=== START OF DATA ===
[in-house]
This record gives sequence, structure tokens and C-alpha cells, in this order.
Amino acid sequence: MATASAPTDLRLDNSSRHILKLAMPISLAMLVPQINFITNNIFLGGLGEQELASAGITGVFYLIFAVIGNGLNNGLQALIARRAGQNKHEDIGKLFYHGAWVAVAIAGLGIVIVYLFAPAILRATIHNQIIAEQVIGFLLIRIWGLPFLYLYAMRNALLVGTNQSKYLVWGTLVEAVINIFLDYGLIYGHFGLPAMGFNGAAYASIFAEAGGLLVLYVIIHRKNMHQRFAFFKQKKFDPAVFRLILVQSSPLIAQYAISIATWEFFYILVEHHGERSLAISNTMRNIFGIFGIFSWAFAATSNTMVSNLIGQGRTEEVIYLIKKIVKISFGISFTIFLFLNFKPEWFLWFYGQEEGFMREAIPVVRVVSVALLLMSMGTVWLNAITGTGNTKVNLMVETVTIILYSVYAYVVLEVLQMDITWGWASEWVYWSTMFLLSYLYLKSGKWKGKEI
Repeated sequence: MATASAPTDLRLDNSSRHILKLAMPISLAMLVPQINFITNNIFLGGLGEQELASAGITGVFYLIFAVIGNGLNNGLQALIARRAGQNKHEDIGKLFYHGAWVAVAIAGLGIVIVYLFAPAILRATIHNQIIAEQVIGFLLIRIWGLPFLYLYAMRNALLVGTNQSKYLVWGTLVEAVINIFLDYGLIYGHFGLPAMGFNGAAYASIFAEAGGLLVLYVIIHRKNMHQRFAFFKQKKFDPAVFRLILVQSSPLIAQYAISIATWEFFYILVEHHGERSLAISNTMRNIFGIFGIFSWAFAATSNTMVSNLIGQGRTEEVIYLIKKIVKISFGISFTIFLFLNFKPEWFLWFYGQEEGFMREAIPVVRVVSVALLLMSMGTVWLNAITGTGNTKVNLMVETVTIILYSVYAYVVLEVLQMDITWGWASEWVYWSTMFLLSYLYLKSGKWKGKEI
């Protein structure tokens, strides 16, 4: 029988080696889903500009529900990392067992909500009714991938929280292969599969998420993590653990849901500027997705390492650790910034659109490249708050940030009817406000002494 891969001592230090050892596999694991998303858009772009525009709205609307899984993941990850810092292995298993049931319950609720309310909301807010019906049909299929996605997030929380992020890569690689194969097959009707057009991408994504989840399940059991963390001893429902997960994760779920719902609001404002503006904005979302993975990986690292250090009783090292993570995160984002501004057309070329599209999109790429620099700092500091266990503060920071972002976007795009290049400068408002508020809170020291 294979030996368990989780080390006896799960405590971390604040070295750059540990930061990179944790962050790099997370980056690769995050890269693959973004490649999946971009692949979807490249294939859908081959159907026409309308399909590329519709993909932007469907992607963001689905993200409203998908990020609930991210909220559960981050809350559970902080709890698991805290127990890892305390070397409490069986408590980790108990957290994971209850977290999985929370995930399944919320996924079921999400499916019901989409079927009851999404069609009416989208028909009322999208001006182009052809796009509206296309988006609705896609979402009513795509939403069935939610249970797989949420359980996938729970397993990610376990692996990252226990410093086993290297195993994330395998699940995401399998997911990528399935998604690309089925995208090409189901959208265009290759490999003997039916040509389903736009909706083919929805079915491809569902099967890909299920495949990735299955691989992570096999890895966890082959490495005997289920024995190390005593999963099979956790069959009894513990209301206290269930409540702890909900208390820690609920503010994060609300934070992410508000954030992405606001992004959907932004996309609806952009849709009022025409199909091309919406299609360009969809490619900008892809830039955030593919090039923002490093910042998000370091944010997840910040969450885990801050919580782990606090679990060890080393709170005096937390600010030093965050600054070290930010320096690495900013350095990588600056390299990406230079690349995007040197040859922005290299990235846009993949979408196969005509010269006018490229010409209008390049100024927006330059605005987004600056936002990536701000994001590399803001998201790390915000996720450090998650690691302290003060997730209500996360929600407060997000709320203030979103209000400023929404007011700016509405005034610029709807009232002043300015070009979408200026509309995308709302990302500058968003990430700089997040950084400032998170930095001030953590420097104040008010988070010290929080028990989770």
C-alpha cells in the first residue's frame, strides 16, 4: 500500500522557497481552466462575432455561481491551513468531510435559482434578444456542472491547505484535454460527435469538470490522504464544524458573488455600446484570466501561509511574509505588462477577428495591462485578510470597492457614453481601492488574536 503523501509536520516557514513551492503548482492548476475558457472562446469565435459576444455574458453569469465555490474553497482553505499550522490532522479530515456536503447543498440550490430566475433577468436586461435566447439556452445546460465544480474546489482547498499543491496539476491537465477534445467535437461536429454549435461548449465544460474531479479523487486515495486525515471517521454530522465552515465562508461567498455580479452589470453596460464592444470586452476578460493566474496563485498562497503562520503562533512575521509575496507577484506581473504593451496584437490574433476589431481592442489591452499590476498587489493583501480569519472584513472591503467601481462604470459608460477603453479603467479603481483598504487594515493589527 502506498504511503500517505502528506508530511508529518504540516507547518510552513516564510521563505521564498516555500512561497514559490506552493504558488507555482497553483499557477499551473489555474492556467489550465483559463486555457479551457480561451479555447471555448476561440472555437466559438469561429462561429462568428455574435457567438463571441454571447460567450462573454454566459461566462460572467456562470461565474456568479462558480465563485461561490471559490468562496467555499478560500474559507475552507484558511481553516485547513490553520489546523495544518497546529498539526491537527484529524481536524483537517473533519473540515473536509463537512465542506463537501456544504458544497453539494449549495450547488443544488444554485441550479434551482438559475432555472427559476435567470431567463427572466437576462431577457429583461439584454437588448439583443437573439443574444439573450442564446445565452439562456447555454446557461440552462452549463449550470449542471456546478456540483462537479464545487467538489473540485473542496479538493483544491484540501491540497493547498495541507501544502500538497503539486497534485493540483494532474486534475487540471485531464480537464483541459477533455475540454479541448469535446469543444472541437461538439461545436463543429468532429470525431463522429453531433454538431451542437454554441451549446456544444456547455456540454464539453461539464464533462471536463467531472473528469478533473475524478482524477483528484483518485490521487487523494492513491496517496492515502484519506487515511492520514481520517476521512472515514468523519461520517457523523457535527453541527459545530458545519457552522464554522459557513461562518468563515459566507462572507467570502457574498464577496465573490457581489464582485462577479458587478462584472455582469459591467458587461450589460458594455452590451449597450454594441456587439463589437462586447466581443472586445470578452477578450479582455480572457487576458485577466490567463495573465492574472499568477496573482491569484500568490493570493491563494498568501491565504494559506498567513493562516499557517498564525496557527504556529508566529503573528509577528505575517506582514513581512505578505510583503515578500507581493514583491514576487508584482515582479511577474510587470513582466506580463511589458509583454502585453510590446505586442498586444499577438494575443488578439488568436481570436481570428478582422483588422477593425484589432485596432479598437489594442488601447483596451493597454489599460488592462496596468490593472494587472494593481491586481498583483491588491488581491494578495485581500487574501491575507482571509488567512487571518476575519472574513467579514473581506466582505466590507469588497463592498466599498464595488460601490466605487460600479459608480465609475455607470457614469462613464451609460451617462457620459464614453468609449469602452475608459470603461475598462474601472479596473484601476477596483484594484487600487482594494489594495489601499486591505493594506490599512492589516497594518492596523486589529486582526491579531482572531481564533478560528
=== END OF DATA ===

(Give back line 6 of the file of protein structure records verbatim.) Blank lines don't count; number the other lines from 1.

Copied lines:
C-alpha cells in the first residue's frame, strides 16, 4: 500500500522557497481552466462575432455561481491551513468531510435559482434578444456542472491547505484535454460527435469538470490522504464544524458573488455600446484570466501561509511574509505588462477577428495591462485578510470597492457614453481601492488574536 503523501509536520516557514513551492503548482492548476475558457472562446469565435459576444455574458453569469465555490474553497482553505499550522490532522479530515456536503447543498440550490430566475433577468436586461435566447439556452445546460465544480474546489482547498499543491496539476491537465477534445467535437461536429454549435461548449465544460474531479479523487486515495486525515471517521454530522465552515465562508461567498455580479452589470453596460464592444470586452476578460493566474496563485498562497503562520503562533512575521509575496507577484506581473504593451496584437490574433476589431481592442489591452499590476498587489493583501480569519472584513472591503467601481462604470459608460477603453479603467479603481483598504487594515493589527 502506498504511503500517505502528506508530511508529518504540516507547518510552513516564510521563505521564498516555500512561497514559490506552493504558488507555482497553483499557477499551473489555474492556467489550465483559463486555457479551457480561451479555447471555448476561440472555437466559438469561429462561429462568428455574435457567438463571441454571447460567450462573454454566459461566462460572467456562470461565474456568479462558480465563485461561490471559490468562496467555499478560500474559507475552507484558511481553516485547513490553520489546523495544518497546529498539526491537527484529524481536524483537517473533519473540515473536509463537512465542506463537501456544504458544497453539494449549495450547488443544488444554485441550479434551482438559475432555472427559476435567470431567463427572466437576462431577457429583461439584454437588448439583443437573439443574444439573450442564446445565452439562456447555454446557461440552462452549463449550470449542471456546478456540483462537479464545487467538489473540485473542496479538493483544491484540501491540497493547498495541507501544502500538497503539486497534485493540483494532474486534475487540471485531464480537464483541459477533455475540454479541448469535446469543444472541437461538439461545436463543429468532429470525431463522429453531433454538431451542437454554441451549446456544444456547455456540454464539453461539464464533462471536463467531472473528469478533473475524478482524477483528484483518485490521487487523494492513491496517496492515502484519506487515511492520514481520517476521512472515514468523519461520517457523523457535527453541527459545530458545519457552522464554522459557513461562518468563515459566507462572507467570502457574498464577496465573490457581489464582485462577479458587478462584472455582469459591467458587461450589460458594455452590451449597450454594441456587439463589437462586447466581443472586445470578452477578450479582455480572457487576458485577466490567463495573465492574472499568477496573482491569484500568490493570493491563494498568501491565504494559506498567513493562516499557517498564525496557527504556529508566529503573528509577528505575517506582514513581512505578505510583503515578500507581493514583491514576487508584482515582479511577474510587470513582466506580463511589458509583454502585453510590446505586442498586444499577438494575443488578439488568436481570436481570428478582422483588422477593425484589432485596432479598437489594442488601447483596451493597454489599460488592462496596468490593472494587472494593481491586481498583483491588491488581491494578495485581500487574501491575507482571509488567512487571518476575519472574513467579514473581506466582505466590507469588497463592498466599498464595488460601490466605487460600479459608480465609475455607470457614469462613464451609460451617462457620459464614453468609449469602452475608459470603461475598462474601472479596473484601476477596483484594484487600487482594494489594495489601499486591505493594506490599512492589516497594518492596523486589529486582526491579531482572531481564533478560528